“Sicko.” “Maniac.” “Crazy.” “Nut job.” “Insane.” “Unstable.”
These are some of the derogatory names for the mentally ill being carelessly tossed about by our political leaders as they seek to cast the tragedy of the Marjory Stoneman Douglas High School shooting as the fault of a “lone, crazed outsider” who should never have been able to get his hands on a deadly assault weapon.
Rather than point to the stockpiles of readily available military-style weapons like the AR-15 reportedly used by 19-year-old Nikolas Cruz to kill 17 people and wound 14 others in six minutes, these leaders would scapegoat mental illness as the primary reason for mass shootings — and further stigmatize an already maligned group of people in the process.
The NRA would be proud.
Shame on them.
Adding injury to insult, when Florida Gov. Rick Scott and Republican legislative leaders unveiled their dueling $500 million plans to protect our schoolchildren from any future incidents, they set aside a mere $50 million of it for “mental health services,” statewide. For what they claim is the core of the problem.
To be sure, people who are a danger to themselves or others should be denied access to firearms. And expanding access to affordable mental healthcare should be a priority, for our state and nation. But this latest attempt to focus on the mentally ill as the source of gun-related homicides is part of an increasingly transparent effort by the pro-gun lobby to deflect from talking about real common-sense gun control policy.
Those who are suffering from mental illness — as well as those who care for them — don’t deserve this kind of broad brush; especially given that the association of mental illness with our nation’s history of gun violence is tenuous at best.
The fact is, most shootings are not perpetrated by people who have been found to have serious mental illness. According to a recent American Psychiatric Association (APA) study, less than 1 percent of gun-related homicides are committed by people with serious mental illness. Moreover, the APA study finds that only about 3 percent of violent crime in general is committed by people with mental illness.
Politicians should know better. The scourge of mass shootings in this country is real. Pulse Orlando and Fort Lauderdale-Hollywood International Airport are still too fresh in minds of many Floridians. But the political rhetoric threatens to have people looking askew at children and adults who are already struggling and present no threat of violence. Worse, some may not seek the help that they really need, or even be excluded and ostracized from school or community activities.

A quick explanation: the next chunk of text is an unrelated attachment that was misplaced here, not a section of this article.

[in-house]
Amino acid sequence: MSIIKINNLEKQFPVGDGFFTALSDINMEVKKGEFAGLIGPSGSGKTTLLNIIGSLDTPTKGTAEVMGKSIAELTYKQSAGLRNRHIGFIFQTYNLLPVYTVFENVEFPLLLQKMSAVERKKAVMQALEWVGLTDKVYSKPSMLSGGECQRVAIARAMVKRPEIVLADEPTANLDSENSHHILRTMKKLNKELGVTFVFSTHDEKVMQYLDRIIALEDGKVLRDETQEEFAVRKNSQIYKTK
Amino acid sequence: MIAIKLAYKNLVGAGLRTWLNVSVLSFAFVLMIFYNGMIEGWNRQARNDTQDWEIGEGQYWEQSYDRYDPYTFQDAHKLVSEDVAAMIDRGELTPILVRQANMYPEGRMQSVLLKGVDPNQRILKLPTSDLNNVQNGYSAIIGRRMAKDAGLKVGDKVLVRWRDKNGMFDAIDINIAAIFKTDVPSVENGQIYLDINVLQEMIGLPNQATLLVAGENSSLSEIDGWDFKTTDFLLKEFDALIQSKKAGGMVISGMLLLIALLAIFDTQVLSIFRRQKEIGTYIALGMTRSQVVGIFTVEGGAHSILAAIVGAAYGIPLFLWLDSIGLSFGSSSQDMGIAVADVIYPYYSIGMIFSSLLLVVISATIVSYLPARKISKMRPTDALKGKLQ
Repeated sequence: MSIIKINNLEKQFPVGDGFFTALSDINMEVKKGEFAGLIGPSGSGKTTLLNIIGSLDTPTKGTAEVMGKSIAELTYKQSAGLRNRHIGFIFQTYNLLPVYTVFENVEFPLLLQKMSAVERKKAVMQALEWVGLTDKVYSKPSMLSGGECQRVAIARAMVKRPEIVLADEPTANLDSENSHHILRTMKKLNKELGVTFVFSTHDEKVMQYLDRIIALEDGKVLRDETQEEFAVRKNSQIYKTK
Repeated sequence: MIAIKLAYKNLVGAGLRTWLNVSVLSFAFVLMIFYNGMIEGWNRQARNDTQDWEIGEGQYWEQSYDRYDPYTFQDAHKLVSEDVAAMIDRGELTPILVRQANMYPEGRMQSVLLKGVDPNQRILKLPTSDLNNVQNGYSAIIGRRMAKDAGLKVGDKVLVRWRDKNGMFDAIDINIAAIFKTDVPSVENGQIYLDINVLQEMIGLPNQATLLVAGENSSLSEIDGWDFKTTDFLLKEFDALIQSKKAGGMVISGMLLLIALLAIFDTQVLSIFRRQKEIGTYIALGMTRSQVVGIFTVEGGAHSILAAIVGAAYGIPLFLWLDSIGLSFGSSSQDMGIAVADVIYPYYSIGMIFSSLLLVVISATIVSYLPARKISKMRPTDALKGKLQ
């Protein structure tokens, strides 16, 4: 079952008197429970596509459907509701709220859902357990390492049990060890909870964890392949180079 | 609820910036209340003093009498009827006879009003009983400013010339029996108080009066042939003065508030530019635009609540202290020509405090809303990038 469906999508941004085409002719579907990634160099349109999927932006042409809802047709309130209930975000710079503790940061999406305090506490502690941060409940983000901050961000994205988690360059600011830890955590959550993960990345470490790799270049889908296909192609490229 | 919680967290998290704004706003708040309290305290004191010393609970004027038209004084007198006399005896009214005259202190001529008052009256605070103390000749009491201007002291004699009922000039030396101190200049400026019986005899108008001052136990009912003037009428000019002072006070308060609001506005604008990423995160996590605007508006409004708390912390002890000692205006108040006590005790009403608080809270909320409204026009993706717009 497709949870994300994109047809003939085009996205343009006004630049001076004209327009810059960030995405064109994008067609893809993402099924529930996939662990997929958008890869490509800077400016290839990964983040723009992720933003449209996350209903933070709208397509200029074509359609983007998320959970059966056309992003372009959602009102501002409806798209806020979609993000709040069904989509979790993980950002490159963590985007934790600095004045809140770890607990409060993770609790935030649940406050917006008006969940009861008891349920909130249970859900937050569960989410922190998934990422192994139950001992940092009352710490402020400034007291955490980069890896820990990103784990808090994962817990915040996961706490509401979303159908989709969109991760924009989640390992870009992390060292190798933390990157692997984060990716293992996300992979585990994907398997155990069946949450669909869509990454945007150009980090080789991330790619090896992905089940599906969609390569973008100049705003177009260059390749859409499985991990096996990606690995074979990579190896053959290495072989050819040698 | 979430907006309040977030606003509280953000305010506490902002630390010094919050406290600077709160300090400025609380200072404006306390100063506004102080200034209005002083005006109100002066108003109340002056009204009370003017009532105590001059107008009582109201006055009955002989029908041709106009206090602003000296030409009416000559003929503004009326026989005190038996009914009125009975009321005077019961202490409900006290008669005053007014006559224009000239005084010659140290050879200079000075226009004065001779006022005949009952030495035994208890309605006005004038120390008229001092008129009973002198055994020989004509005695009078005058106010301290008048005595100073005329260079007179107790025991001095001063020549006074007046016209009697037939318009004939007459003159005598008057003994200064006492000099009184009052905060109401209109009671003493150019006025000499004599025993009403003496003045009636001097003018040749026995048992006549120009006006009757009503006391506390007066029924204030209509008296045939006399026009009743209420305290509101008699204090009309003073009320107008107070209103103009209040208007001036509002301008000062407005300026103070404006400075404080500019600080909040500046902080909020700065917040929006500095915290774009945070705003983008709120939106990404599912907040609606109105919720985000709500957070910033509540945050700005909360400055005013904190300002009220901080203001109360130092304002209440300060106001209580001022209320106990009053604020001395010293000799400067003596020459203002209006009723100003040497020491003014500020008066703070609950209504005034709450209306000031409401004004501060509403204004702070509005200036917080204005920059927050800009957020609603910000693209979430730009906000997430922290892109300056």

And for what? To deflect from the real issue of far-too-easy access to assault weapons? And how disingenuous this sudden concern about firearm deaths and mental health when one of the first acts taken by President Donald Trump was to sign legislation making it easier for people with mental illness to purchase guns. Here in Florida, Gov. Scott signed a bill in 2011 that restricted the ability of doctors, including many mental health professionals, from talking to patients about firearms or risk a $10,000 penalty and loss of their medical license. A federal court had to strike down that provision.
As for funding for mental health services at the state and federal levels, it has rarely been a priority. Trump’s proposed budget reduces spending for the federal Substance Abuse and Mental Health Services Administration by $665 million, and cuts the National Institute of Mental Health by 30 percent in 2019.
Enough with the distractions. We cannot allow Florida’s political leaders to avoid considering legislation to limit access to dangerous assault weapons or to close the gun show loophole.
Truthfully, Cruz has yet to be officially diagnosed as mentally ill. That he committed a despicable, evil act doesn’t make it OK to publicly shame every child struggling with depression, painful shyness, Attention Deficit Hyperactivity Disorder (ADHD) or autism.
As a community, we are all horrified by the horrendous loss of life in Parkland. We all can agree that people with serious mental issues should not have access to guns. We can also agree that greater resources need to be spent on mental healthcare, both for school children and adults.
But pretending that gun violence is primarily a mental health problem is dishonest. We need greater courage from our elected representatives than to scapegoat people unable to defend themselves.
The fact is, most shootings are not perpetrated by people who have been found to have serious mental illness.